At the end of last week, Florida State had a regularly scheduled Board of Trustees meeting. Given all the rumors and everything that has been said, whispered, denied, backtracked, and so on; well, the meeting was going to get more scrutiny than usual.
And the news is not much. There is enough for both sides of the FSU and the Big 12 situation to maintain their own position. Most of the meeting is on-the-record, so for those insisting that FSU is definitely not heading to the Big 12 will point to the lack of discussions. Part of the meeting, though, was a closed-door session and it has been reported that expansiopocolypse was discussed.
A lot of credit on what follows should go to the FSU Rivals.com site, Warchant.com (which you would probably figure out based on the links). They really covered this thing. Ultimately, nothing appears any clearer. Personally, the implications coming from this meeting suggest there is little chance that FSU is going to give notice of bolting to the Big 12 this year. It doesn’t appear that all parties are going in the same direction at this point.
When members of the Board of Trustees are commenting about the school president’s viewpoint:
It means there is work before FSU is heading to the Big 12.
Of course, you don’t become president of a major university without knowing how to stay flexible. He also laid out to the Board a lot of the factors that not only need to go into the decision, but things that need to happen to improve FSU football in general. Again, there is a lot there, and you can see that all comparisons Barron does is with regard to the Big 12.
One of the attractions for Pitt going to the ACC is the geography. Barron talks geography and demographics:
1/3 of all alumni live outside the state of Florida
- 51% live in an ACC footprint (GA, NC, VA, NY in top 6 states)
- 35% live in a SEC footprint (GA in top 6 states)
- 15% live in a Pac-12 footprint (CA in top 6 states)
- 11% live in a Big-10 footprint (no states in top 6)
- 10% live in a Big 12 footprint (TX in top 6 states)
- ACC and SEC have the most alumni clubs (20 and 17, respectively)
- The Big-12 has the fewest alumni clubs (5)
It’s significant, but keep in mind that 2/3 of FSU alum still live in Florida, so where those other 1/3 residing out of Florida live likely won’t be a deal-breaker. It still places only 1/6 of the entire FSU alum in the ACC footprint (sans Florida). Academics get mentioned, and with regards to the coming college football playoffs, FSU President Eric Barron does seem to emphasize that it would be in FSU’s interest to stay in the ACC assuming being a conference champion is at least a factor in the decision.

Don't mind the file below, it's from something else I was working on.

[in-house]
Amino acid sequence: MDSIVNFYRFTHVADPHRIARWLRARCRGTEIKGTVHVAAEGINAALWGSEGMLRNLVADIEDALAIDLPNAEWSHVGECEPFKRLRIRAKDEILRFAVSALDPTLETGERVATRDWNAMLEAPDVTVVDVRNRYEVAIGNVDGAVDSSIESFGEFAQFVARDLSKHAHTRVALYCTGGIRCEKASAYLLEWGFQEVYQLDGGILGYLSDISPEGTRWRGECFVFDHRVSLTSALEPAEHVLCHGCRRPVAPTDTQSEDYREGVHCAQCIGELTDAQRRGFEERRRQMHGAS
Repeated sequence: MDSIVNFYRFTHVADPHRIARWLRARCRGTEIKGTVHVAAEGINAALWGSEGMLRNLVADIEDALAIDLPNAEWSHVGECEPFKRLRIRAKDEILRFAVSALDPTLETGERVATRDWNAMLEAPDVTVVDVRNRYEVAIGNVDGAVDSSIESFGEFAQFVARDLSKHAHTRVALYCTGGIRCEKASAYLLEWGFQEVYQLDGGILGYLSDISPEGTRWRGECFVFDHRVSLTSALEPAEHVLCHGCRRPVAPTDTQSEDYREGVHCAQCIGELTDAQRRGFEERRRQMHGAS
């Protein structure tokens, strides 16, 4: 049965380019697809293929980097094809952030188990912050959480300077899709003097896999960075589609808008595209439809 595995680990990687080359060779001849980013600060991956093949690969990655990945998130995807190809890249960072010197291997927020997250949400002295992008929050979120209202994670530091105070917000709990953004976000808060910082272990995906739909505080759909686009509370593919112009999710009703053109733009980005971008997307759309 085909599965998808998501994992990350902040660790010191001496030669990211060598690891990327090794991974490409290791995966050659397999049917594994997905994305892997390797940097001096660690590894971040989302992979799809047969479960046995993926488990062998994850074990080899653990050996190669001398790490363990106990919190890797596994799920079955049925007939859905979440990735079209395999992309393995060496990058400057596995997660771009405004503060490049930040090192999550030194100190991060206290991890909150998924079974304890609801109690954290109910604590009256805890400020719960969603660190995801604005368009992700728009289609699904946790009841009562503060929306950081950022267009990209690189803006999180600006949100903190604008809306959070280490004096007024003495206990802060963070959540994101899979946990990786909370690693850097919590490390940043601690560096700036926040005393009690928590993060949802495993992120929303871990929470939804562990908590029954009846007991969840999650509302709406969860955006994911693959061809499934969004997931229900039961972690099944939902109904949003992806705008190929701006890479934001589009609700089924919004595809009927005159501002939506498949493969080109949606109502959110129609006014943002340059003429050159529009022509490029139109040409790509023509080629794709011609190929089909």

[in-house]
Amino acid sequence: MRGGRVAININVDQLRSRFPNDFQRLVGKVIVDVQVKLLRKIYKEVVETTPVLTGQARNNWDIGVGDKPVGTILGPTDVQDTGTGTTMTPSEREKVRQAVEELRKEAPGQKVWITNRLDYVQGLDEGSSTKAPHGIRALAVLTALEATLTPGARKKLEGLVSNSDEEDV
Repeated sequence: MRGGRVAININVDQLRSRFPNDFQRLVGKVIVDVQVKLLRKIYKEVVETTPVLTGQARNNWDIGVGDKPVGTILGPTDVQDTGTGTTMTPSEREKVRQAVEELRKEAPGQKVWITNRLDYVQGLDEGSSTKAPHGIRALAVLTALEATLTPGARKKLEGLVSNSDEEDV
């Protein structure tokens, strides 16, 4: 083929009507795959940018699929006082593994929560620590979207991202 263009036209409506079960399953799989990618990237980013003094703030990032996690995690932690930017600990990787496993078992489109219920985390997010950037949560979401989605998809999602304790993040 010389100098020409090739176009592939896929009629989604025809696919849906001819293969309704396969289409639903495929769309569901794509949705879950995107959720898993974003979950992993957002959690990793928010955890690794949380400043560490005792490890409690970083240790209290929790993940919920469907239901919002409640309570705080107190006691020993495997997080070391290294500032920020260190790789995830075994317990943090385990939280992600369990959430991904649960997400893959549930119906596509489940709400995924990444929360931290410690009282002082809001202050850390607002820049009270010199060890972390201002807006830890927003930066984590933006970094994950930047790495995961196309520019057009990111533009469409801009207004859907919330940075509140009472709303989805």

Barron told the trustees that the ACC would not be left out of any four-team playoff format and emphasized the importance of conference champions carrying heavier weight in any playoff format.
“My personal feeling is a huge factor has to be conference championship, it just has to be,” Barron said Friday following the BOT meetings. “If you look at any playoff system, a four-team playoff system for example, and you’ve got more conferences that are eligible than that, then winning a conference championship is not enough and you’re going to have to look at strength of schedule or some analysis by a committee or by polls or by something.
“But from my particular viewpoint, the most important factor here is that you have to be a conference champion, that’s step one.”
A format weighted towards conference champions is expected to help the ACC gain footing in terms of national title contention with more powerful football conference like the SEC, Big 10 and Big 12. ACC Commissioner John Swofford has voiced his support for a format that factors in a conference title.
One of the Trustees would like to see FSU and the ACC push for an 8-team playoff instead of 4 to make it a no-brainer for FSU.
Trustee Joe Gruters proposed that Florida State support an eight-team playoff model, something that would ensure that the ACC champion would have a chance at a national championship.
“I like the ACC, but at the same time, just like they said in the meeting, we have to remain competitive,” Gruters said. “And if they are talking the four-team playoff, we really need to push for eight.